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restoration for animals. For both acknowledged that “creation waits with eager expectation for the revealing of the sons of God” and that God has mercy on what he has made. C.S. Lewis’ books clearly display his affection for animals. His fictional villains are easily identifiable by their cruelty toward animals, and in his nonfiction he wrestled with the question of animal pain and argued against the practice of vivisection. Practicing what he preached, he once directed a foxhunting party in the opposite direction of where the fox had run. William Wilberforce, in addition to his contribution to the abolition of the slave trade, supported a Parliamentary bill against the sport of bullbaiting—setting dogs to attack an angry, tethered bull—declaring, “Wretched indeed must be the condition of the people of England, if their whole happiness consists in the practice of such barbarity.” William Wilberforce and his Clapham community “understood that [animal cruelty] was a reflection of the general coarsening of society,” explains Mark Rodgers, principal of the Clapham Group (named after the original) in Virginia. “They thought of that as a continuum: If you can beat your dog, you can also turn a blind eye towards slavery... It was a Christian obligation to treat life humanely.” Christians’ role in animal welfare has always come down to this obligation and the virtues of a Christlike life that support it: humility, sacrifice, submission to God, responsible dominion, respect for and awe of God’s creatures, and compassion for those at our mercy.

Animals’ best advocates gone missing

Unfortunately, advocacy for the care of animals has often diverged from the source of such virtues, alienating Christians in the process. Explains Duke, “You’ve got some people arguing that animals deserve the same level of rights that human beings

At the table “Everybody—everybody—can have one vegetarian meal a week,” says Christine Gutleben. Even this small step, can impact the way the industrial agriculture system does business and treats animals. If you are able to go a step further in altering your eating habits out of mercy for farm animals, consider purchasing only eggs labeled as “cage-free,” grass-fed beef, or meat from a local farmer who can vouch for the integrity and ethics with which animals were raised and slaughtered. Visit LocalHarvest.org to find humanely raised meat near you.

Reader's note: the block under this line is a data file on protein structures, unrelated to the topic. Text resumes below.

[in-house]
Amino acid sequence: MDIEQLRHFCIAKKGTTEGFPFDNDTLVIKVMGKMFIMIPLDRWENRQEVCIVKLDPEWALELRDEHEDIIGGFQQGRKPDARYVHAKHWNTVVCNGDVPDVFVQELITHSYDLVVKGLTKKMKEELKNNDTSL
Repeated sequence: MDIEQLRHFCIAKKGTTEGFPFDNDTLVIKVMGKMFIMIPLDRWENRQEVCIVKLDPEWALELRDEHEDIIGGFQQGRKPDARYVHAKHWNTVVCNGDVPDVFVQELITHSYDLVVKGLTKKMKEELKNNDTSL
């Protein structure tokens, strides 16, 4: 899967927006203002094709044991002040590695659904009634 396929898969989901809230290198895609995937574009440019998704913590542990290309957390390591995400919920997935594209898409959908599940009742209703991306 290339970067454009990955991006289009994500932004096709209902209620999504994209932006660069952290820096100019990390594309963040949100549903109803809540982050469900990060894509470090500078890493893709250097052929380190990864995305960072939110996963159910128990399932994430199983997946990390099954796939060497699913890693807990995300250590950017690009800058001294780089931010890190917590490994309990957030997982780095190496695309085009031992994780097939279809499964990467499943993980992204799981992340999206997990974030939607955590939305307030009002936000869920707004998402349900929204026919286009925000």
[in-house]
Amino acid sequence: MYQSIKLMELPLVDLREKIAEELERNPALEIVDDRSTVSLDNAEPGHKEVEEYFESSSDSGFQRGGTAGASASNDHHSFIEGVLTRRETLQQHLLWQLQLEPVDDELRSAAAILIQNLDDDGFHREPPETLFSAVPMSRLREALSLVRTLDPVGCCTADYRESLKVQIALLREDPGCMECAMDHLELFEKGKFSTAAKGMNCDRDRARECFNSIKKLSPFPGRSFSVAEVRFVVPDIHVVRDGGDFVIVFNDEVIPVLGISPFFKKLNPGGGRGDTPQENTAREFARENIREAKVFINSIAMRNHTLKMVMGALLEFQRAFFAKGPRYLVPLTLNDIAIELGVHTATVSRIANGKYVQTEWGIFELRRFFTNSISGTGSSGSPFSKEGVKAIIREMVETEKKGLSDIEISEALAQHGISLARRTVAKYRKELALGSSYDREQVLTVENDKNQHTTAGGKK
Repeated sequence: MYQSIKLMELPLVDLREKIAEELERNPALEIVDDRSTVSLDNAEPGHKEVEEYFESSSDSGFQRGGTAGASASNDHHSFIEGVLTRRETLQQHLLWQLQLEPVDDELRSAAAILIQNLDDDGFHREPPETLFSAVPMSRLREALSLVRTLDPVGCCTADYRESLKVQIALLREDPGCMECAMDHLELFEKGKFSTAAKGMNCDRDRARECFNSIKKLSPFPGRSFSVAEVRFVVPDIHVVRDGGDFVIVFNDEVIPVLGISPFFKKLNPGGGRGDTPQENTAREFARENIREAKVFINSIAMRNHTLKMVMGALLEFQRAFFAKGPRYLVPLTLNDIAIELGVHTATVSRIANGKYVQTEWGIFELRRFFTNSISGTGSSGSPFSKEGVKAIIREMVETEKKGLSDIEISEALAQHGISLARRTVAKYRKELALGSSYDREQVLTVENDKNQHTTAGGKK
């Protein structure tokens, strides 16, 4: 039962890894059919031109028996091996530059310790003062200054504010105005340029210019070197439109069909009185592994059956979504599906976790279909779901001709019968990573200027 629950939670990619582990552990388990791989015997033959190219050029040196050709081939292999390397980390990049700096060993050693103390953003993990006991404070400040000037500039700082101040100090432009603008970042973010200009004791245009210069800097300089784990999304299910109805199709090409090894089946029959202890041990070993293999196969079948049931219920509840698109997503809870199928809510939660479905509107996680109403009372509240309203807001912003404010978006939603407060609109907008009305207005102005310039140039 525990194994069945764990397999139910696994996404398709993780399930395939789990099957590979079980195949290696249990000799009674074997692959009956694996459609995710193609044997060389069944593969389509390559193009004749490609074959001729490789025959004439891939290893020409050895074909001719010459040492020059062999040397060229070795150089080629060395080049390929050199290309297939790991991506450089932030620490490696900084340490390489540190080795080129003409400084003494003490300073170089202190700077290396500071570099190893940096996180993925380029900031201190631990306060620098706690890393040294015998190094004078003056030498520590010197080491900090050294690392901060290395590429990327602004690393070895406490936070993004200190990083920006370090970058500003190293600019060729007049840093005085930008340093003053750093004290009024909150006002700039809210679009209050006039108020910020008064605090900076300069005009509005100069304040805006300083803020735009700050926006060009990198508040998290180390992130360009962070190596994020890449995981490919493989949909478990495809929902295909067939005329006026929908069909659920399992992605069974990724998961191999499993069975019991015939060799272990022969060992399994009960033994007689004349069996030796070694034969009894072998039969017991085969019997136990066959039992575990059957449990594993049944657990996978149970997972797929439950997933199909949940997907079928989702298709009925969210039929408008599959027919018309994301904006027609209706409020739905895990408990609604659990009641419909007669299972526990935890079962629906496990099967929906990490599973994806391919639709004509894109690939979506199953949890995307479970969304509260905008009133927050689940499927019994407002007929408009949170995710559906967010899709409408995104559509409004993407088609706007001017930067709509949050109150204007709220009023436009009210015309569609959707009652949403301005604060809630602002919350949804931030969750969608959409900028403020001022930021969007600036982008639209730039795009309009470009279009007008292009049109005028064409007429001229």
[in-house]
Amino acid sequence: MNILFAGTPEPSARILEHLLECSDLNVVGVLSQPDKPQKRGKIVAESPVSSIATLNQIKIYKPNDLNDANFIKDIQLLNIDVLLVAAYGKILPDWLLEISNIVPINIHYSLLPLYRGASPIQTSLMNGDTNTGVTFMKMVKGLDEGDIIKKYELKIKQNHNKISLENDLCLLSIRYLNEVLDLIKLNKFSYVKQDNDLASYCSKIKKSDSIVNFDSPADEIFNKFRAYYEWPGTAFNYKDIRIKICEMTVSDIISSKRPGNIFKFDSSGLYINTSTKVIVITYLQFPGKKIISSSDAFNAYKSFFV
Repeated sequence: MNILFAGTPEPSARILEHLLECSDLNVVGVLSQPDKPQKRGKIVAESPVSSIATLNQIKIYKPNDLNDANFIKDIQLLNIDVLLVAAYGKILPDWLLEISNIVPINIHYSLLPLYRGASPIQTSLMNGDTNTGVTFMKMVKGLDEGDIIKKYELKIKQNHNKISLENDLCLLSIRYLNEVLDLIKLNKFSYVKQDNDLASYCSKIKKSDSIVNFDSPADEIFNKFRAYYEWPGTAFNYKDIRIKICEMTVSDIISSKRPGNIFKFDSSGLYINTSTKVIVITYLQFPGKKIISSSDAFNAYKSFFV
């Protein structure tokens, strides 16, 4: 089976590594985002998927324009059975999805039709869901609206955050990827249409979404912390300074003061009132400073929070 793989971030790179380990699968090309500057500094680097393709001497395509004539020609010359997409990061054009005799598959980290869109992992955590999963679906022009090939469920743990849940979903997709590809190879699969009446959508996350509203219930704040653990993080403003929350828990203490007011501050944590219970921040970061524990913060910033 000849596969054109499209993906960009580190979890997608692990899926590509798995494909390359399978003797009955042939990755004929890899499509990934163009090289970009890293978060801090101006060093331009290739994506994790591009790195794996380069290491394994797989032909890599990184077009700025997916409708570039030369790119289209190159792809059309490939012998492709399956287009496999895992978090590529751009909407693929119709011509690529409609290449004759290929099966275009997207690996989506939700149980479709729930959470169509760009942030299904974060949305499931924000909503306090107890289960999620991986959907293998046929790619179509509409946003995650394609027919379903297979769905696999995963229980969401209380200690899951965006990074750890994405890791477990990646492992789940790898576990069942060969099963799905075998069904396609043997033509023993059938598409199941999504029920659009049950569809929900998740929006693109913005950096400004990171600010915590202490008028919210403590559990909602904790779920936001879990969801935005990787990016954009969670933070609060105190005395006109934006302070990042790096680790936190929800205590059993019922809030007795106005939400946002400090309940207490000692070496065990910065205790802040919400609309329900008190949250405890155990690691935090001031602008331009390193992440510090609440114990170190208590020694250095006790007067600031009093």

deserve. Part of...evangelicals’ concern is simply that In the church we don’t want to be part of that camp. We think those folks have gone to extremes and have blown it all out of proportion.... That’s probably affected some willingness...to be involved.” That animal rights conversation drives much of the public impression of animal protection issues today. Although animals are, at minimum, sentient beings capable Low-income community of anticipating, feeling, and members will often go remembering pain, equating without food in order to them with human beings and feed their pets. Include demanding their equivalent a request for pet food in treatment denies the Godyour next food drive and given exceptionalism of huhold free pet vaccination mans and can even counterclinics both to assist your act the demands of dominion. community’s poorest resiWrites Scully, “Those who dents and show mercy to construct elaborate theories their pets. based on rights or liberation A church is also a risk pulling animals out of the great location for a pet world where affection and adoption event—an easy creaturely goodwill are posway to increase opporsible.” tunities for compassion Wayne Pacelle, CEO and decrease pet euthaand president of the HSUS, nizations. Visit Flourisexplains why it encourages hOnline.org (at tinyurl. animal welfare instead of com/3jnsvjv) for a howanimal rights: “I think it’s a to. Download or request recognition that we are spe“Animal Protection Miniscial and exceptional,” he says. try: A Guide for Churches” “All these creatures are at our at the Humane Society mercy... The rights language HumaneSociety.org. suggests that there’s something inherent in them, and I think it’s more about us.” Charity toward animals cannot be justified by a system of right or merit, and, for Christians, should need no such justification. The command to it, and the example of God’s own charity toward us, is sufficient. Still, it is challenging to be charitable, especially when suffering is hidden in CAFOs or puppy mills and when the busyness of daily life distracts us from the pain of those who can’t speak for themselves. It is particularly difficult to acknowledge their suffering when it is repeatedly excused and justified by an economic system and cultural ethos that demand it and demand we accept it, all the while obscuring the ethical implications of our participation in it. Karen Swallow Prior, associate professor of English